With more trapping and relocation works coming up for our consultancy team some of our crew were fortunate enough to become certified snake handlers.
We conducted the course at Animal Ark by the very knowledgeable David Manning who has 30 years of experience under his belt. Our day started off with a lecture on snake biology and behaviour, basically if the reptile is limbless, can’t blink (no movable eyelid), has no external ear opening and has a forked tongue we will assume it’s a venomous snake and should only be handled by trained personnel.
At morning tea we were able to handle some of the non-venomous snakes such as the Stimpson’s, Woma, Black-headed and Olive Python and luckily for us it was also the weekly feeding time for the Southern Death Adder. These snakes have one of the fastest strike rates in the world and everyone in the room flinched (especially myself as I was holding the mouse) at how quick it was.
David then went through first aid and told us his real-life experience of being bitten by a Death Adder. Interestingly David did not require antivenom at the hospital and he believes it is due to how fast his team reacted in getting the pressure bandage on his arm and how he remained calm and immobilised throughout the situation. Due to these actions the venom never made it up his arm and he showed no signs of toxicity over the 10 hours he spent at hospital; he only suffered a sore purple finger for some time as his body naturally processed the venom.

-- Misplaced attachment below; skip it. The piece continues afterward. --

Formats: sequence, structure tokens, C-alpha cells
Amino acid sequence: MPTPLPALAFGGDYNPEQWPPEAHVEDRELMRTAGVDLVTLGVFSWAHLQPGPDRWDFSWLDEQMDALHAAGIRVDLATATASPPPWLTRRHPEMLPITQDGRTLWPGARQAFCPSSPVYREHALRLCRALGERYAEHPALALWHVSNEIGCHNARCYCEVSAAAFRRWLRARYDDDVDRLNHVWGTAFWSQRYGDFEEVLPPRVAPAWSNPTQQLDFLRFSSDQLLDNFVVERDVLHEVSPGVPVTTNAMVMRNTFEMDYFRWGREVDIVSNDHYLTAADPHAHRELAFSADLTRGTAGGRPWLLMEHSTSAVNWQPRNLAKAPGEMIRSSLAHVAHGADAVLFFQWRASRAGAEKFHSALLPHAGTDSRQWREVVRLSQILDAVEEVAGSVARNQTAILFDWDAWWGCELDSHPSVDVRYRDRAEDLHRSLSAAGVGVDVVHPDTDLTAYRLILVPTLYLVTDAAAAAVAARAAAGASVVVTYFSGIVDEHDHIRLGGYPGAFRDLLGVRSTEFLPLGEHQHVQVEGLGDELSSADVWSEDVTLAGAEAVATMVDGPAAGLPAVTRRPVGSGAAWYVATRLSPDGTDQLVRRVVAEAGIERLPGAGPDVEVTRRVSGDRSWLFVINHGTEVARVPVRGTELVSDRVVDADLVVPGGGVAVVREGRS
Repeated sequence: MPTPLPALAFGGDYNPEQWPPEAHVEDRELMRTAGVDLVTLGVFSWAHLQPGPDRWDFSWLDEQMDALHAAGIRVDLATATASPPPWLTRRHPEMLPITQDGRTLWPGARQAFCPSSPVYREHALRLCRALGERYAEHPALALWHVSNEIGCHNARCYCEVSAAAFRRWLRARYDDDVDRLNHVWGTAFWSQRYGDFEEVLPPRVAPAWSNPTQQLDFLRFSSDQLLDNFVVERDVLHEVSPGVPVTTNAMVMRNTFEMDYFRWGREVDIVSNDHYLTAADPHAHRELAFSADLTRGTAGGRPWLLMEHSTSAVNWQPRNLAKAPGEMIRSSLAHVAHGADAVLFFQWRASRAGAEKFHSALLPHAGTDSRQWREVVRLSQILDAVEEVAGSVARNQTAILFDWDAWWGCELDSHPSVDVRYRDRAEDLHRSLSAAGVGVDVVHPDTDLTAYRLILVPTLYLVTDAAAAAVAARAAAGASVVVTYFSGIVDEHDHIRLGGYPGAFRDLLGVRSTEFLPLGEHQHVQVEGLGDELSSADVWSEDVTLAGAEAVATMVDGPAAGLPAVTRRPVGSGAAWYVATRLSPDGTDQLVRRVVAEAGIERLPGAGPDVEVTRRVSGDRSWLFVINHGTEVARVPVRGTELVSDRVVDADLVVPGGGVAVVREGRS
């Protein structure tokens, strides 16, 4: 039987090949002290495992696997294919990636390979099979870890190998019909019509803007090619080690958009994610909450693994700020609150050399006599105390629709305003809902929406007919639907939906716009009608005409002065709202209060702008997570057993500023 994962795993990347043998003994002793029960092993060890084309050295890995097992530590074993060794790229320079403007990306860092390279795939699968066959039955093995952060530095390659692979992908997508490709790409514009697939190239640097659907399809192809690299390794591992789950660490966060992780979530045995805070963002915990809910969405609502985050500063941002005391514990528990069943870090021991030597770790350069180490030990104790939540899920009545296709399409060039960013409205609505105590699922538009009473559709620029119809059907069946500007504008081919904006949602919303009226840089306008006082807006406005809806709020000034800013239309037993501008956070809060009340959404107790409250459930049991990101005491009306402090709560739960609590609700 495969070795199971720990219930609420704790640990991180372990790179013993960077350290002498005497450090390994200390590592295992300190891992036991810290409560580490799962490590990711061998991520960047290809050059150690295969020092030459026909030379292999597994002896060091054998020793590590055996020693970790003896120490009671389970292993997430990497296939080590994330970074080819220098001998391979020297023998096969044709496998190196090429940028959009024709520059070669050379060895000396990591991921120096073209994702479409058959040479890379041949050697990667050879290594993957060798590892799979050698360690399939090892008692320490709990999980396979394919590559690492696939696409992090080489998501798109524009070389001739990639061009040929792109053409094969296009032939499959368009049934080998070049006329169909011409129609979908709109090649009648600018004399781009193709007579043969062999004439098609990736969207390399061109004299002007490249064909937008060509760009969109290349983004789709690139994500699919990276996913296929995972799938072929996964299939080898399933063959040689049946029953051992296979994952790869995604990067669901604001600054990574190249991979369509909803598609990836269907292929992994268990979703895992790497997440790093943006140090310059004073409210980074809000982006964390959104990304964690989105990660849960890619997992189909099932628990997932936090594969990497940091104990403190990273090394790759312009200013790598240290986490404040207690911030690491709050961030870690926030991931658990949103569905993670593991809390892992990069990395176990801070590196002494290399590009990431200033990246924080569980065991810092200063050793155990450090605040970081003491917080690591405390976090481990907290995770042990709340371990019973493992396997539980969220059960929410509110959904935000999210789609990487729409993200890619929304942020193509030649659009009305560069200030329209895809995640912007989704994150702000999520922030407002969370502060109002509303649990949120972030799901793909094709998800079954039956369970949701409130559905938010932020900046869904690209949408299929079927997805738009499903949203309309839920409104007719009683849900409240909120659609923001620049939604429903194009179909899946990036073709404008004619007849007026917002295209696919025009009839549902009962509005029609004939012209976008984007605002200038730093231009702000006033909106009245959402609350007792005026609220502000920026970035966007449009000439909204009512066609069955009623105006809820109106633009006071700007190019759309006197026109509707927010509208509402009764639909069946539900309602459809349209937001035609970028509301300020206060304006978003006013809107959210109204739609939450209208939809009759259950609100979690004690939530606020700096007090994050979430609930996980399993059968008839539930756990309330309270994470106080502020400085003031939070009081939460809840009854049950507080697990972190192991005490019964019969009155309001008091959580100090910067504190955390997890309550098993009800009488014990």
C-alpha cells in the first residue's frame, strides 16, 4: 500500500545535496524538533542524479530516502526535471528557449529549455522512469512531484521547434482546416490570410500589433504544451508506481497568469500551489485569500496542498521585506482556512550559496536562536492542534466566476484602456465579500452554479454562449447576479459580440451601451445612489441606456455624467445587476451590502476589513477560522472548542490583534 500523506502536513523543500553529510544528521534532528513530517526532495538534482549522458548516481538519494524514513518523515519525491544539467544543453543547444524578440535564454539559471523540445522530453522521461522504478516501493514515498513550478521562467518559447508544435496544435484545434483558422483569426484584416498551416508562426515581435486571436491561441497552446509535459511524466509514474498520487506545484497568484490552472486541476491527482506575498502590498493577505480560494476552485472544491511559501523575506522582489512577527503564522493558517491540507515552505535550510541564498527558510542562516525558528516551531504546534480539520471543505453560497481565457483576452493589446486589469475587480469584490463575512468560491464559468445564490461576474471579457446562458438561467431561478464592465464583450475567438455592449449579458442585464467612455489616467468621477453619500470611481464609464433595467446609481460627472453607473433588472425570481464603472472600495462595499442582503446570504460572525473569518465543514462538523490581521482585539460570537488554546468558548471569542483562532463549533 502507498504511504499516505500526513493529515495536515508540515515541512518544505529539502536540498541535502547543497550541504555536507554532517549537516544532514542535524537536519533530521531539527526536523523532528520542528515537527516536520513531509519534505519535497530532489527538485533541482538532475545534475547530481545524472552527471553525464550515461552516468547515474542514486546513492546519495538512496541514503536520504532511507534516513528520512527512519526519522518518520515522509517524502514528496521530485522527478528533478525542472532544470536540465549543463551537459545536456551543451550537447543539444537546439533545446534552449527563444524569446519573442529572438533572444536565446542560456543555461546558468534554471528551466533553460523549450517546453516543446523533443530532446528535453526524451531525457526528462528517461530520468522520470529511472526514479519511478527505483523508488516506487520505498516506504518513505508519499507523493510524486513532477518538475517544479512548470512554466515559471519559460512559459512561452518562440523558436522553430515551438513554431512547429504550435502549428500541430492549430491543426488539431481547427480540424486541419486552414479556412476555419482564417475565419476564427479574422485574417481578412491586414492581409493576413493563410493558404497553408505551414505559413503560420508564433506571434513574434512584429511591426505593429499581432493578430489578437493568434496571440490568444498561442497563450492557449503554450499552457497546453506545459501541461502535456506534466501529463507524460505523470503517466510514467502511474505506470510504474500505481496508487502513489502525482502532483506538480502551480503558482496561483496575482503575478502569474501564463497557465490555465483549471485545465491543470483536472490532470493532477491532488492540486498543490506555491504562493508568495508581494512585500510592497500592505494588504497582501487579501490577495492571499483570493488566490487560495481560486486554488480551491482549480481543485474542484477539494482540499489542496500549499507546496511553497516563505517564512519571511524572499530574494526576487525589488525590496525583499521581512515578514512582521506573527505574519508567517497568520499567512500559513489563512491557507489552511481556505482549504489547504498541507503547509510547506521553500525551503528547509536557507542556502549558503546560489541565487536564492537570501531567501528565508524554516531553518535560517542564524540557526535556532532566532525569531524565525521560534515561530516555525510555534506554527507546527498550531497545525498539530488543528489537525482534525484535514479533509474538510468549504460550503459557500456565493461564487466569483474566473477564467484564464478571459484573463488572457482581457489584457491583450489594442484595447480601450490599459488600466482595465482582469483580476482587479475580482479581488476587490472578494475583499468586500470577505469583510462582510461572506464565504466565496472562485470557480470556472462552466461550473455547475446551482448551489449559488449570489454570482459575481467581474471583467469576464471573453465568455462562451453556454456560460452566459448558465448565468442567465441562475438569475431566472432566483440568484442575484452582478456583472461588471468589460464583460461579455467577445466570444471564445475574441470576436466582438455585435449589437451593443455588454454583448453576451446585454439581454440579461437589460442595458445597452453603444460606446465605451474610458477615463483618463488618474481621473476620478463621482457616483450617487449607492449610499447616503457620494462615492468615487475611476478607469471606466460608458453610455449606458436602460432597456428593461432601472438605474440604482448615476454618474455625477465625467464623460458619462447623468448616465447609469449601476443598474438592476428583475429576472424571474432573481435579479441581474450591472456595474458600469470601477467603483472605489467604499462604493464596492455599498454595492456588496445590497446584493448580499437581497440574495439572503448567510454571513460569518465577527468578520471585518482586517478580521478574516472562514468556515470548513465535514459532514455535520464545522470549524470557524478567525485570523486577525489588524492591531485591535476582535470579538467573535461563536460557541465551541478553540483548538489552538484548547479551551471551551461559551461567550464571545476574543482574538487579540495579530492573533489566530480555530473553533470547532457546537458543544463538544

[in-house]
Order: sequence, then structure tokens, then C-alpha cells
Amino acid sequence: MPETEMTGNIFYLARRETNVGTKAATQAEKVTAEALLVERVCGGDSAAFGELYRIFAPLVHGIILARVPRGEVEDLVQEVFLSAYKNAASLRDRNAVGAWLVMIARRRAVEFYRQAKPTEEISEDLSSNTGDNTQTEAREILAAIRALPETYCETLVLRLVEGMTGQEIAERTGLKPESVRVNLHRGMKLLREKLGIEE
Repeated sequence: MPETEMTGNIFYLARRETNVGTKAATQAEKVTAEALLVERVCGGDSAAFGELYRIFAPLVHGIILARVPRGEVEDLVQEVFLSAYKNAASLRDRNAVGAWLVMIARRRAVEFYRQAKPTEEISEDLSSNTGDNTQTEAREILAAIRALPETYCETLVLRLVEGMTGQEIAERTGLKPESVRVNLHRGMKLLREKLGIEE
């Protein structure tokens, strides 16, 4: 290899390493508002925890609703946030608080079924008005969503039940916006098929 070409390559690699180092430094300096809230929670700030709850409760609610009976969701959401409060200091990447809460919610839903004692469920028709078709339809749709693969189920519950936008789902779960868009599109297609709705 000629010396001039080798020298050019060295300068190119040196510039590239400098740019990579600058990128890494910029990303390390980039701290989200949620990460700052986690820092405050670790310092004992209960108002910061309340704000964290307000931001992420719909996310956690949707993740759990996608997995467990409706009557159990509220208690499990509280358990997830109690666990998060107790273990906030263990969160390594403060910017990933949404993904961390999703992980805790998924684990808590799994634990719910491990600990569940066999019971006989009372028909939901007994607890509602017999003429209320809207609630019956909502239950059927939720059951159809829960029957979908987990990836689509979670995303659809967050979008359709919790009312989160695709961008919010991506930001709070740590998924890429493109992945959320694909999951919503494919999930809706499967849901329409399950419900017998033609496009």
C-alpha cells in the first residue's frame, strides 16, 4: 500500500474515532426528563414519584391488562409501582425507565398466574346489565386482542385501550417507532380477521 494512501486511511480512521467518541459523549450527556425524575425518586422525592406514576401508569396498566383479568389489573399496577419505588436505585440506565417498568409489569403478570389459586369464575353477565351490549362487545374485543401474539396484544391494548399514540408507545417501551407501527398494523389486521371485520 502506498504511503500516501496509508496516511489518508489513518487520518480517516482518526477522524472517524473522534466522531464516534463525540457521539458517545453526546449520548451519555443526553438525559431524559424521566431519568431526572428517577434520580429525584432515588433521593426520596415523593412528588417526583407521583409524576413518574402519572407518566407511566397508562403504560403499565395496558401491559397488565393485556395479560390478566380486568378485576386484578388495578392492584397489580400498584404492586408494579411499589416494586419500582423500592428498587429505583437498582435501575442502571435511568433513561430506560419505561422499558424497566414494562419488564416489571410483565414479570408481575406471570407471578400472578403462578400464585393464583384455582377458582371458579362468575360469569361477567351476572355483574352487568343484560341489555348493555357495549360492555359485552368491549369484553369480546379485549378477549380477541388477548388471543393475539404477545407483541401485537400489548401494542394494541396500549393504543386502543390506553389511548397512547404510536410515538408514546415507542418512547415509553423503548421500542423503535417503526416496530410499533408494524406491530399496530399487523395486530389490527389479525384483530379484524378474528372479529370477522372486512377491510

After lunch we learned two capture methods which we conducted on rubber snakes. The first one was lifting the snake into a bin with a hook or grabber, and the second was guiding the snake with a hook or grabber into a bag that is then carefully and securely clamped. Then the real fun began, we knew we were never going to pass this course without actually capturing dangerously venomous snakes. As snakes are ectothermic (relying on surrounding temperatures for energy) we were quietly relieved that it was very cold and windy outside, and we were only having to deal with lethargic individuals. The venomous snakes we were required to catch were Dugites, Mulga snakes, and Tiger snakes.
The course was enjoyable, I highly recommend David as he is an excellent teacher, very professional and informative. We are now very excited and much more confident in relocating these stunning creatures.
– by Michael Beeton